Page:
Out: Fat shaming. In: Trash shaming

We’ve probably had a “shaming” society pretty much as long as the country has been here. Seriously… if you were in Massachusetts in the 1600s and wore the wrong clothes they could lock you in the stocks overnight. But shaming has gone digital in the era of social media which makes it much faster and easier to pass judgment on people you’ve never even met and sometimes it can come back to haunt you. Fat shaming, for example, can get you in trouble, as one comedian recently found out. But not all the shaming is happening online. In Seattle, Washington, the local government is going all old school on the residents and sending out real live people to poke through your trash and call you out if you’re not recycling carefully enough. (Fox News)

When it comes to garbage, the city of Seattle has launched a waste war.

Nine full-time solid waste inspectors have been hired as part of a controversial program to check city trash to make sure people are recycling. Additionally, contracted waste haulers have been effectively deputized as trash police, given the authority to tag bins when people fail to recycle and compost enough.

The program is now the subject of a lawsuit, as residents fume over what some call an intrusive government program.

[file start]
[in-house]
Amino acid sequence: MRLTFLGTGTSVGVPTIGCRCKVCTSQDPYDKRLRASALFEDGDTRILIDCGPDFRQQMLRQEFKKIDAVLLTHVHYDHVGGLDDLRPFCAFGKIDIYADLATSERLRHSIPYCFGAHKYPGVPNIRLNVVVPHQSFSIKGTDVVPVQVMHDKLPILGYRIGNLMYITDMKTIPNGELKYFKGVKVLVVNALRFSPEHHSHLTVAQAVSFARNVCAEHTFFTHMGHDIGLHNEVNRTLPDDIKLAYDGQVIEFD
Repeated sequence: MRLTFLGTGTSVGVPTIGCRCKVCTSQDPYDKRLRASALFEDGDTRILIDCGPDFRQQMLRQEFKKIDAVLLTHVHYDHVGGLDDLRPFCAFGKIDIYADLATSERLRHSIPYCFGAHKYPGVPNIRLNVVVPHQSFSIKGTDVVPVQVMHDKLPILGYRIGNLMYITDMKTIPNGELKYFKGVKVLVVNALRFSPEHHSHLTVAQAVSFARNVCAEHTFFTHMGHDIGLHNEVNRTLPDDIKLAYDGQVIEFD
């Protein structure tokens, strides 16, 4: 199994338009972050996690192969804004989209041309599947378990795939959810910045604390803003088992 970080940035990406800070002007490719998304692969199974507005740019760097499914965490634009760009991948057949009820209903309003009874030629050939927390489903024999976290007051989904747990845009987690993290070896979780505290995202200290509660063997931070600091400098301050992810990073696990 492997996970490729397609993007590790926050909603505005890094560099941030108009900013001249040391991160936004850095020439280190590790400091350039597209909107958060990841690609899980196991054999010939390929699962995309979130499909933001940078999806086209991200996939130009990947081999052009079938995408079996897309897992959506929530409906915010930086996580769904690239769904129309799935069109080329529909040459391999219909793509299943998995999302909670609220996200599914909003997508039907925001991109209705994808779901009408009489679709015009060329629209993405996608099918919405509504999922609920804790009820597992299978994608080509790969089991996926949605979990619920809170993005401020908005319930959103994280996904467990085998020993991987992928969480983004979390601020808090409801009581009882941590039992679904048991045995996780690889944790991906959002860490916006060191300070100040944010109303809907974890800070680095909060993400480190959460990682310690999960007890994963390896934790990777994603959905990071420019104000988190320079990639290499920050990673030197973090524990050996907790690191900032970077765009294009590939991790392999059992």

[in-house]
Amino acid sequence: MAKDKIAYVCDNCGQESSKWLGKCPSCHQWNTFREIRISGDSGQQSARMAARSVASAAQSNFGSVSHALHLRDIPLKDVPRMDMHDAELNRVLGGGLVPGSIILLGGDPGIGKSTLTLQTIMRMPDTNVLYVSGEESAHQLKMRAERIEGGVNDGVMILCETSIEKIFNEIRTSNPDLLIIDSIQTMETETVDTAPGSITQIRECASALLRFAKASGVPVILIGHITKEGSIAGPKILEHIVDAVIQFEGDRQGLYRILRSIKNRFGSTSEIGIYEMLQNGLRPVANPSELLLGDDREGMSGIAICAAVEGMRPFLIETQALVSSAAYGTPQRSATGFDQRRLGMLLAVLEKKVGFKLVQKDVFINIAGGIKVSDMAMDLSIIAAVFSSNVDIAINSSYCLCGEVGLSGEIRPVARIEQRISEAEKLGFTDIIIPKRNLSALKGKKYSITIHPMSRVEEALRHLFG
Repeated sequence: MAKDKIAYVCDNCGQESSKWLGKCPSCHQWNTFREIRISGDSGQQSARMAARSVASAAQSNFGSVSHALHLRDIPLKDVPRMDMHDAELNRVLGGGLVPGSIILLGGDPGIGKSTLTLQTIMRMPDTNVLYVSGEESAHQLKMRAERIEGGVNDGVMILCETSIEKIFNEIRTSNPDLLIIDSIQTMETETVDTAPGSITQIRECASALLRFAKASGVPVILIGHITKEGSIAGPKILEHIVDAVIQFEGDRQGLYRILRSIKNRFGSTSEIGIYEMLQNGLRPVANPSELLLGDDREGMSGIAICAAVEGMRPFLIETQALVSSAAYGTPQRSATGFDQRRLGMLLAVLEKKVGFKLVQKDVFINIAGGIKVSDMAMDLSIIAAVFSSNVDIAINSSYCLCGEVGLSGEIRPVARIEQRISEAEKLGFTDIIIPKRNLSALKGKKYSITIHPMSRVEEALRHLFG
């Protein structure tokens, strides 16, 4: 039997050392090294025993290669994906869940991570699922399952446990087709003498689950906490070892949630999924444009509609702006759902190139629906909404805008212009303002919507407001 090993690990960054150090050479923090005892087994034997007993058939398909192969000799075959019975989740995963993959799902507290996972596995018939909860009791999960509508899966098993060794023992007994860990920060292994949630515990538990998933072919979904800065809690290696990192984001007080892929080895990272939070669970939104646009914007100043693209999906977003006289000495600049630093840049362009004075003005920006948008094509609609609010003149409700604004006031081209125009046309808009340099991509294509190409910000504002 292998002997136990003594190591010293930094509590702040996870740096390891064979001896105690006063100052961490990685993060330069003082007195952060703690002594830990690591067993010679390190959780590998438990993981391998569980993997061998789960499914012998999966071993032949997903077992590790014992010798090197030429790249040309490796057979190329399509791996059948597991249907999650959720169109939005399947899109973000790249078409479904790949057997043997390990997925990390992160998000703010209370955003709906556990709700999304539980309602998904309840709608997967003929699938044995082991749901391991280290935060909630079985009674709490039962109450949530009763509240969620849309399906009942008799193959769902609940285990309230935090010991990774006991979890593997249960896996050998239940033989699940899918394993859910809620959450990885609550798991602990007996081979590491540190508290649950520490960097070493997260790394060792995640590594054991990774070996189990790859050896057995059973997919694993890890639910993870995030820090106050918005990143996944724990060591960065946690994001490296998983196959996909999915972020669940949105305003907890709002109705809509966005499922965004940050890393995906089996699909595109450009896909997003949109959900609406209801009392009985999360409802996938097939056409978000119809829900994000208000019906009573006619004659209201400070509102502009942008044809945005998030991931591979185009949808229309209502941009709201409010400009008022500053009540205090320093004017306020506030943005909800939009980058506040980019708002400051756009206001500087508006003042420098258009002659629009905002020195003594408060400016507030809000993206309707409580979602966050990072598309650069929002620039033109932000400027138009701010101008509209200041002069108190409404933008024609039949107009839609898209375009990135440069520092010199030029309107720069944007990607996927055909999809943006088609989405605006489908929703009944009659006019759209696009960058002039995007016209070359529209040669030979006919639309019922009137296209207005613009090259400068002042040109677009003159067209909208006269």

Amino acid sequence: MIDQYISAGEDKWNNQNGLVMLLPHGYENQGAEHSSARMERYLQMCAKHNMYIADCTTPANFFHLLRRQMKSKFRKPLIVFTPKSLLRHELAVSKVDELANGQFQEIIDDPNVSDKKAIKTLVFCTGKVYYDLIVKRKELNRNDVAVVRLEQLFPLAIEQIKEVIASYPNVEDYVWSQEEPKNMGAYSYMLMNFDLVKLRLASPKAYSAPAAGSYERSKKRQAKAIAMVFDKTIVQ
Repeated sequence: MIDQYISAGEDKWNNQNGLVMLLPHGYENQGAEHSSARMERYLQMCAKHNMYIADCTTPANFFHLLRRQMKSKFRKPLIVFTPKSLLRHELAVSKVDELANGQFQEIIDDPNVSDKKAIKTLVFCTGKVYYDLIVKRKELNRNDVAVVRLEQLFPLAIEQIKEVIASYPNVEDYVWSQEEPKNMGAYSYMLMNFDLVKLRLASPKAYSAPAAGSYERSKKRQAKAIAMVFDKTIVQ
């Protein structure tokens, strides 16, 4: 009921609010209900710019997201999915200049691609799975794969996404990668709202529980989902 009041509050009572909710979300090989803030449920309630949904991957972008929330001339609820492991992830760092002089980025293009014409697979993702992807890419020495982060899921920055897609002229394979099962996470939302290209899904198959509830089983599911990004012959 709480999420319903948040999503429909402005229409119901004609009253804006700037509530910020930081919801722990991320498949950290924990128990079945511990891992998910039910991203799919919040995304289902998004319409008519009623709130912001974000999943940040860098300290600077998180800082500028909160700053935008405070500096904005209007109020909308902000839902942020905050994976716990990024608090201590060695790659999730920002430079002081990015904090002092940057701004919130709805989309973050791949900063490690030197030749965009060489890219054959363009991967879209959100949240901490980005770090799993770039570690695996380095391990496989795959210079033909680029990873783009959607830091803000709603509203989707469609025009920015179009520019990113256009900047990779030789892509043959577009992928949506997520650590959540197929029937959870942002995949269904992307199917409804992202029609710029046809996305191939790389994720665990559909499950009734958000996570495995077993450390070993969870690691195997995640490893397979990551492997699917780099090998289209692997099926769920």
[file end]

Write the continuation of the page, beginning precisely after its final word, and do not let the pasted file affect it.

“I understand people have noble goals,” said Keli Carender, who got tagged two weeks in a row, an offense that soon could bring a fine. “But at some point we have to say, you can’t violate my rights to achieve this noble goal.”

This would normally be a story that’s prime for mocking, but once you get past the rather nanny-state sounding headline there are a couple of valid points. First, the angry residents are making a privacy claim, but that seems to be muddled at best. I know that in other states (like mine) the courts have ruled that anything you put out on trash day is fair game for law enforcement or pretty much anyone else. As the article notes, that’s a case which has gone to the Supreme Court. But the Washington State Supreme Court “went in the other direction” and said that the trash is protected. (Wait… they can do that?) Either way, claiming a violation of their 4th amendment rights seems to be a bit of a stretch to prevent having your trash inspected for recycling content.

Further, trash handling laws tend to be a local issue, or at most a state level debate. Residents have a lot more direct feedback and control of such things. If you don’t like the recycling laws where you live you should probably get them changed. In this case, they have mandated that some minimum percentage needs to be recycled or composted (because… Seattle) and if it’s the law it’s the law, no matter how much of a pain in the butt it may be.

Still, putting tags on people’s trash and highlighting their names in the local police report seems a bit much for a trash infraction, doesn’t it? Couldn’t this be settled with a ticket sent in the mail? I mean, we’re talking about a fine ranging from one dollar to fifty here. And while we’re on the subject of money, they hired nine full time government workers to look for recycling violators? How many fines do you have to collect to make up for all those salaries? Your tax dollars at work!

Jazz Shaw Jun 22, 2021 6:01 PM ET